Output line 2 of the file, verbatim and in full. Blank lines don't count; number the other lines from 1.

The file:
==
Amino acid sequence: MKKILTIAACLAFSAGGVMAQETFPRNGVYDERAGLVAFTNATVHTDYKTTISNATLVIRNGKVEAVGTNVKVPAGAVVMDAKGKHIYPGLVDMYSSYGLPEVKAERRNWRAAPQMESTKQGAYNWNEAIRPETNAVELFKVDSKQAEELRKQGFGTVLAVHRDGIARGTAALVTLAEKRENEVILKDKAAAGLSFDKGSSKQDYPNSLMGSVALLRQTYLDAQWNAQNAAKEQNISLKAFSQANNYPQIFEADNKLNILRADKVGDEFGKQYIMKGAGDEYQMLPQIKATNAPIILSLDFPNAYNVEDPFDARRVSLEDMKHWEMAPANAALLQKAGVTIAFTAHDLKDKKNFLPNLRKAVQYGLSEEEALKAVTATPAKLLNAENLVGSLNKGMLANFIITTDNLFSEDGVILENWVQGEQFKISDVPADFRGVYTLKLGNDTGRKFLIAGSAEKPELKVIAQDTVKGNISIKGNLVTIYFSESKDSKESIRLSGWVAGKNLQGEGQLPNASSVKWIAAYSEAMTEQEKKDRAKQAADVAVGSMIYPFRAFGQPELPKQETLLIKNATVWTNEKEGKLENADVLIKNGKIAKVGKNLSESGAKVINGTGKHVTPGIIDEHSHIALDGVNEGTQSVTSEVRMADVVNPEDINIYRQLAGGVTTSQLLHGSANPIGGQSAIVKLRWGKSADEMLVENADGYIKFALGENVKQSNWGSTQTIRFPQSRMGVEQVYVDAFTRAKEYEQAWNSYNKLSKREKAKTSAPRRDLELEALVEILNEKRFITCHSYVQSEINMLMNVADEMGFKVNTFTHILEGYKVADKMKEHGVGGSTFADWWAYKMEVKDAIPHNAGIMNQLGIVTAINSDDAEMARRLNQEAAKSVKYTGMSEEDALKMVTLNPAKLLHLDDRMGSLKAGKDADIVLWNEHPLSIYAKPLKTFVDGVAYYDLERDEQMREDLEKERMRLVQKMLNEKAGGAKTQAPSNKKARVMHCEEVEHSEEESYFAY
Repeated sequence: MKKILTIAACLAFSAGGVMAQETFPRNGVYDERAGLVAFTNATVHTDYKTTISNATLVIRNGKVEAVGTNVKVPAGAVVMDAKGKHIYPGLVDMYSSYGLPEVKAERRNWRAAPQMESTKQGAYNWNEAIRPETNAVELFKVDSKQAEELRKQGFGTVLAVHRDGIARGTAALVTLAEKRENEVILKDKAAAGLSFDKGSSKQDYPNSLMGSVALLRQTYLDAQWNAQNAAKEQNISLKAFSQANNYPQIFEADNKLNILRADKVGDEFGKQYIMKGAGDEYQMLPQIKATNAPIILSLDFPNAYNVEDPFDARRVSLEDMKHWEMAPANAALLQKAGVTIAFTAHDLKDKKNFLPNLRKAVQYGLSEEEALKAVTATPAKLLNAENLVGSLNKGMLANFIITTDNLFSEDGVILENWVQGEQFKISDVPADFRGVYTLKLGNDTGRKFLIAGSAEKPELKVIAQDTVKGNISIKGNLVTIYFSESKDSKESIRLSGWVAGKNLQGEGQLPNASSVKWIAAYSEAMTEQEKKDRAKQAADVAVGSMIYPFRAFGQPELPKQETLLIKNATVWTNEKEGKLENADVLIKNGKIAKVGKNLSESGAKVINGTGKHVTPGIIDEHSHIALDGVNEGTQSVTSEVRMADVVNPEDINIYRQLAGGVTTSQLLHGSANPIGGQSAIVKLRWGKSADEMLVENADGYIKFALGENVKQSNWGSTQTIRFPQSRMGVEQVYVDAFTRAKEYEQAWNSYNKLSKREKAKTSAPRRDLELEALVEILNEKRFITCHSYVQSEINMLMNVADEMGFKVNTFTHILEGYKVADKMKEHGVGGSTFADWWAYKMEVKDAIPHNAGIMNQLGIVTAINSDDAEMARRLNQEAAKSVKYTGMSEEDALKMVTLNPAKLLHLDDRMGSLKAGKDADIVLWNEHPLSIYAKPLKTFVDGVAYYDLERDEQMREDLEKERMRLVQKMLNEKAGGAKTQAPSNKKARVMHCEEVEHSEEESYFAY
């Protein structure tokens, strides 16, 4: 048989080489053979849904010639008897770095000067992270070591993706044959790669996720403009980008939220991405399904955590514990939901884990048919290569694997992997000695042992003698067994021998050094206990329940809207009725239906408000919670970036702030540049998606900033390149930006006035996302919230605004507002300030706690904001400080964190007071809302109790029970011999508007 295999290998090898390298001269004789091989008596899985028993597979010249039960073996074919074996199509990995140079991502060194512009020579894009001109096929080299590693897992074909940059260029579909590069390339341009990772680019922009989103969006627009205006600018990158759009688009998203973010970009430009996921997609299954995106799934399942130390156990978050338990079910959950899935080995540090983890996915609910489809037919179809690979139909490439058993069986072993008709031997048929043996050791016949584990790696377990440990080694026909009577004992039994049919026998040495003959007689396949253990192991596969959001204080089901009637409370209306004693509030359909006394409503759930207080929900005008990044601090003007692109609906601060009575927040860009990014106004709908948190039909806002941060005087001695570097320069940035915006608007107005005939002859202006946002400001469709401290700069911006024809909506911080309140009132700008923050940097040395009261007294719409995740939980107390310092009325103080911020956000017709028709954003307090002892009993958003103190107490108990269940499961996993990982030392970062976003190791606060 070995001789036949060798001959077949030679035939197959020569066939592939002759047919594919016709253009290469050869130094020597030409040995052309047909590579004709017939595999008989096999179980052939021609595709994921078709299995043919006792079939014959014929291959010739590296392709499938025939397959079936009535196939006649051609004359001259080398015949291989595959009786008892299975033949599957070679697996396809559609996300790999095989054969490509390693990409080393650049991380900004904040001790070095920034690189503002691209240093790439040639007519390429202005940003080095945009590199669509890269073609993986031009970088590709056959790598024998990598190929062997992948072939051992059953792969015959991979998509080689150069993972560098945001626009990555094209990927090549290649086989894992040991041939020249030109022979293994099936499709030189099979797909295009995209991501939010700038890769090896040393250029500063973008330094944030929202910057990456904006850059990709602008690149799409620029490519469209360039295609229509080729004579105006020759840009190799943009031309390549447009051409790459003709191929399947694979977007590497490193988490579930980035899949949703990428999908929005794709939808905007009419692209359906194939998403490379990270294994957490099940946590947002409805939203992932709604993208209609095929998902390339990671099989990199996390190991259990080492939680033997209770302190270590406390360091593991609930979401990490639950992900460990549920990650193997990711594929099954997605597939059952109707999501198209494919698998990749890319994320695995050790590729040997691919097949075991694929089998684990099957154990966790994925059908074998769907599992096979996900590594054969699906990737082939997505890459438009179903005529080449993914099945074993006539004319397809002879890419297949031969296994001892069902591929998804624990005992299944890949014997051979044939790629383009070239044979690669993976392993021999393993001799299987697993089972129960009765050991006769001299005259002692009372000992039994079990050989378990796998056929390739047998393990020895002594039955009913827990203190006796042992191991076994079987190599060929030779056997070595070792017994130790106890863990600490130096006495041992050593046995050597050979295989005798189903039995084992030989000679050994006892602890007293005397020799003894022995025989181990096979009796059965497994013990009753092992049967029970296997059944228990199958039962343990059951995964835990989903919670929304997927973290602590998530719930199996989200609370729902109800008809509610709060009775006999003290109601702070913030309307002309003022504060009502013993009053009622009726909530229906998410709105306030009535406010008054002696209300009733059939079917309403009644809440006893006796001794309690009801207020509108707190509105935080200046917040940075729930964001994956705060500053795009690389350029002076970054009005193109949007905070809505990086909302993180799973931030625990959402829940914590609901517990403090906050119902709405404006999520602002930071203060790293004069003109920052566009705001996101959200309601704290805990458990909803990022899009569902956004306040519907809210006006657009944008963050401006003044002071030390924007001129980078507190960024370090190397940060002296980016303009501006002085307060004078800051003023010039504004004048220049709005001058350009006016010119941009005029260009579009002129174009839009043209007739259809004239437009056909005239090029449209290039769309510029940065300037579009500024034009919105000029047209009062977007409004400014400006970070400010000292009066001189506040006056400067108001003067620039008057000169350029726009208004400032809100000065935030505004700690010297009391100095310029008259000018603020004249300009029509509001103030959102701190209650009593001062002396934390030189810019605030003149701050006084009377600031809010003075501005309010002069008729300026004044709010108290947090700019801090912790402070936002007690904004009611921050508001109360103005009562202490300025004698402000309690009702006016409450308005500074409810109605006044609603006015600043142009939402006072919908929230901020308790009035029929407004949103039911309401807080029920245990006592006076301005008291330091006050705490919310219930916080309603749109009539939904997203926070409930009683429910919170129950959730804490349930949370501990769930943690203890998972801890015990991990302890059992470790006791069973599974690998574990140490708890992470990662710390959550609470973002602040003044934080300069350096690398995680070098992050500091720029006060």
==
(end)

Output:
Repeated sequence: MKKILTIAACLAFSAGGVMAQETFPRNGVYDERAGLVAFTNATVHTDYKTTISNATLVIRNGKVEAVGTNVKVPAGAVVMDAKGKHIYPGLVDMYSSYGLPEVKAERRNWRAAPQMESTKQGAYNWNEAIRPETNAVELFKVDSKQAEELRKQGFGTVLAVHRDGIARGTAALVTLAEKRENEVILKDKAAAGLSFDKGSSKQDYPNSLMGSVALLRQTYLDAQWNAQNAAKEQNISLKAFSQANNYPQIFEADNKLNILRADKVGDEFGKQYIMKGAGDEYQMLPQIKATNAPIILSLDFPNAYNVEDPFDARRVSLEDMKHWEMAPANAALLQKAGVTIAFTAHDLKDKKNFLPNLRKAVQYGLSEEEALKAVTATPAKLLNAENLVGSLNKGMLANFIITTDNLFSEDGVILENWVQGEQFKISDVPADFRGVYTLKLGNDTGRKFLIAGSAEKPELKVIAQDTVKGNISIKGNLVTIYFSESKDSKESIRLSGWVAGKNLQGEGQLPNASSVKWIAAYSEAMTEQEKKDRAKQAADVAVGSMIYPFRAFGQPELPKQETLLIKNATVWTNEKEGKLENADVLIKNGKIAKVGKNLSESGAKVINGTGKHVTPGIIDEHSHIALDGVNEGTQSVTSEVRMADVVNPEDINIYRQLAGGVTTSQLLHGSANPIGGQSAIVKLRWGKSADEMLVENADGYIKFALGENVKQSNWGSTQTIRFPQSRMGVEQVYVDAFTRAKEYEQAWNSYNKLSKREKAKTSAPRRDLELEALVEILNEKRFITCHSYVQSEINMLMNVADEMGFKVNTFTHILEGYKVADKMKEHGVGGSTFADWWAYKMEVKDAIPHNAGIMNQLGIVTAINSDDAEMARRLNQEAAKSVKYTGMSEEDALKMVTLNPAKLLHLDDRMGSLKAGKDADIVLWNEHPLSIYAKPLKTFVDGVAYYDLERDEQMREDLEKERMRLVQKMLNEKAGGAKTQAPSNKKARVMHCEEVEHSEEESYFAY